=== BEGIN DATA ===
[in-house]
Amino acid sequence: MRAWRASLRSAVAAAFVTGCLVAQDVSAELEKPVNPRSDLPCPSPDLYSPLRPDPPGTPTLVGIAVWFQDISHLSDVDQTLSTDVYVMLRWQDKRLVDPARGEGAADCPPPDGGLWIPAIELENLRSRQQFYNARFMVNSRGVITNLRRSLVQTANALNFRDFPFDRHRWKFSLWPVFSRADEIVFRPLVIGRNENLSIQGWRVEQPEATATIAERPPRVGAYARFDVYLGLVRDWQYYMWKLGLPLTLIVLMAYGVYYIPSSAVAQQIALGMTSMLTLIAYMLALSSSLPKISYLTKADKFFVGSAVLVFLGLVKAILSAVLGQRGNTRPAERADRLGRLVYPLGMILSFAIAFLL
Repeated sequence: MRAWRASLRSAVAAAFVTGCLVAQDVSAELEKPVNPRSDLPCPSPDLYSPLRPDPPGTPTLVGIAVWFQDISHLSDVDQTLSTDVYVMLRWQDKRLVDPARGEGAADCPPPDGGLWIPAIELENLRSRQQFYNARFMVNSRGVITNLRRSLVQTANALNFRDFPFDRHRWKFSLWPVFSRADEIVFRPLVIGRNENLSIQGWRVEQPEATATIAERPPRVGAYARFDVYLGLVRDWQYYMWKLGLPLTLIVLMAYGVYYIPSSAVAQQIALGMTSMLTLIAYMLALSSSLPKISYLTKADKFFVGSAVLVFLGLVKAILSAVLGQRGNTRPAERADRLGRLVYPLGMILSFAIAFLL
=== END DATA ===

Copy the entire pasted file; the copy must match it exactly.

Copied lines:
[in-house]
Amino acid sequence: MRAWRASLRSAVAAAFVTGCLVAQDVSAELEKPVNPRSDLPCPSPDLYSPLRPDPPGTPTLVGIAVWFQDISHLSDVDQTLSTDVYVMLRWQDKRLVDPARGEGAADCPPPDGGLWIPAIELENLRSRQQFYNARFMVNSRGVITNLRRSLVQTANALNFRDFPFDRHRWKFSLWPVFSRADEIVFRPLVIGRNENLSIQGWRVEQPEATATIAERPPRVGAYARFDVYLGLVRDWQYYMWKLGLPLTLIVLMAYGVYYIPSSAVAQQIALGMTSMLTLIAYMLALSSSLPKISYLTKADKFFVGSAVLVFLGLVKAILSAVLGQRGNTRPAERADRLGRLVYPLGMILSFAIAFLL
Repeated sequence: MRAWRASLRSAVAAAFVTGCLVAQDVSAELEKPVNPRSDLPCPSPDLYSPLRPDPPGTPTLVGIAVWFQDISHLSDVDQTLSTDVYVMLRWQDKRLVDPARGEGAADCPPPDGGLWIPAIELENLRSRQQFYNARFMVNSRGVITNLRRSLVQTANALNFRDFPFDRHRWKFSLWPVFSRADEIVFRPLVIGRNENLSIQGWRVEQPEATATIAERPPRVGAYARFDVYLGLVRDWQYYMWKLGLPLTLIVLMAYGVYYIPSSAVAQQIALGMTSMLTLIAYMLALSSSLPKISYLTKADKFFVGSAVLVFLGLVKAILSAVLGQRGNTRPAERADRLGRLVYPLGMILSFAIAFLL